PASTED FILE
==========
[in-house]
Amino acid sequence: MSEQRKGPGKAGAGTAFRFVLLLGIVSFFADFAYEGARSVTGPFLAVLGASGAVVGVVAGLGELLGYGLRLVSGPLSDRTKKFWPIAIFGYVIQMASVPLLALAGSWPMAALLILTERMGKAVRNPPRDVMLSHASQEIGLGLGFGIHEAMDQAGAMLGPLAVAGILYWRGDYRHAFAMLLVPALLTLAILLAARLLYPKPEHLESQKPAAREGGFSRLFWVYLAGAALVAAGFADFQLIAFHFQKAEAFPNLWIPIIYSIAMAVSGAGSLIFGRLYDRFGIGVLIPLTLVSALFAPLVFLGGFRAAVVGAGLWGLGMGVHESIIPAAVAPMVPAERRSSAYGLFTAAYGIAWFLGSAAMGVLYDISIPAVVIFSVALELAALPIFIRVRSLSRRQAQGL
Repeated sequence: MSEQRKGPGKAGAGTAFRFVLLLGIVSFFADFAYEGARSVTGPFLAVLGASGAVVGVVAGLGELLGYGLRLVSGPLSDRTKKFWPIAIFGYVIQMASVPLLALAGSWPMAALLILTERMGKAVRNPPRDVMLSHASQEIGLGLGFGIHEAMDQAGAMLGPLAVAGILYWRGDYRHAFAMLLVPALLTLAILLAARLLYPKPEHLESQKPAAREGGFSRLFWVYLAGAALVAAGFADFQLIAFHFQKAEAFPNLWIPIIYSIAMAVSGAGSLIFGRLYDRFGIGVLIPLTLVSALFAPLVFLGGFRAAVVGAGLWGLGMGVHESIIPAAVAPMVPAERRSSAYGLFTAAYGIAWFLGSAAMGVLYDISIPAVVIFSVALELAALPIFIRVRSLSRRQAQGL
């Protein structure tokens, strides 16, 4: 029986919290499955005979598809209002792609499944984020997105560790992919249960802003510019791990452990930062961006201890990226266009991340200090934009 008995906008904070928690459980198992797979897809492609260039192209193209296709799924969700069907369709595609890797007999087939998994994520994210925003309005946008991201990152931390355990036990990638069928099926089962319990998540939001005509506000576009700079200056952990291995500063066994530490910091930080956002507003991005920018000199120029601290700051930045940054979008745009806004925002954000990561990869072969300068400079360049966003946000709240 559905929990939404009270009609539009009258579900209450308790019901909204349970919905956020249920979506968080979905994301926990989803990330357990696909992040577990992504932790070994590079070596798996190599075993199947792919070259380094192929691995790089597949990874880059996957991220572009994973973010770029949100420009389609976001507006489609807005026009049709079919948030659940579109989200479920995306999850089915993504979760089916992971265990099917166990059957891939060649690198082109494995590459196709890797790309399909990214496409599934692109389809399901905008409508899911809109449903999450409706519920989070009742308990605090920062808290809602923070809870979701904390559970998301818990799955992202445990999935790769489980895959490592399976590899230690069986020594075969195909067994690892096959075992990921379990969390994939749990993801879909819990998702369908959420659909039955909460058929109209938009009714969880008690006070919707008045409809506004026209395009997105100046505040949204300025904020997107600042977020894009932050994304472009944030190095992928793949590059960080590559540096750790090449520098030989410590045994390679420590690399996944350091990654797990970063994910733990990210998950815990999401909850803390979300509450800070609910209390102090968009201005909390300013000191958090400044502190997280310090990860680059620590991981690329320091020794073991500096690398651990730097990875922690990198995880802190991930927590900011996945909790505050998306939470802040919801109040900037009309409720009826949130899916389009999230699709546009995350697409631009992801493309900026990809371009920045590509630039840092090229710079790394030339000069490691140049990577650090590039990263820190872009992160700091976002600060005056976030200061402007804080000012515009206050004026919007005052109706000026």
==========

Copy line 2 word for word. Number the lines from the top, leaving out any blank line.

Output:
Amino acid sequence: MSEQRKGPGKAGAGTAFRFVLLLGIVSFFADFAYEGARSVTGPFLAVLGASGAVVGVVAGLGELLGYGLRLVSGPLSDRTKKFWPIAIFGYVIQMASVPLLALAGSWPMAALLILTERMGKAVRNPPRDVMLSHASQEIGLGLGFGIHEAMDQAGAMLGPLAVAGILYWRGDYRHAFAMLLVPALLTLAILLAARLLYPKPEHLESQKPAAREGGFSRLFWVYLAGAALVAAGFADFQLIAFHFQKAEAFPNLWIPIIYSIAMAVSGAGSLIFGRLYDRFGIGVLIPLTLVSALFAPLVFLGGFRAAVVGAGLWGLGMGVHESIIPAAVAPMVPAERRSSAYGLFTAAYGIAWFLGSAAMGVLYDISIPAVVIFSVALELAALPIFIRVRSLSRRQAQGL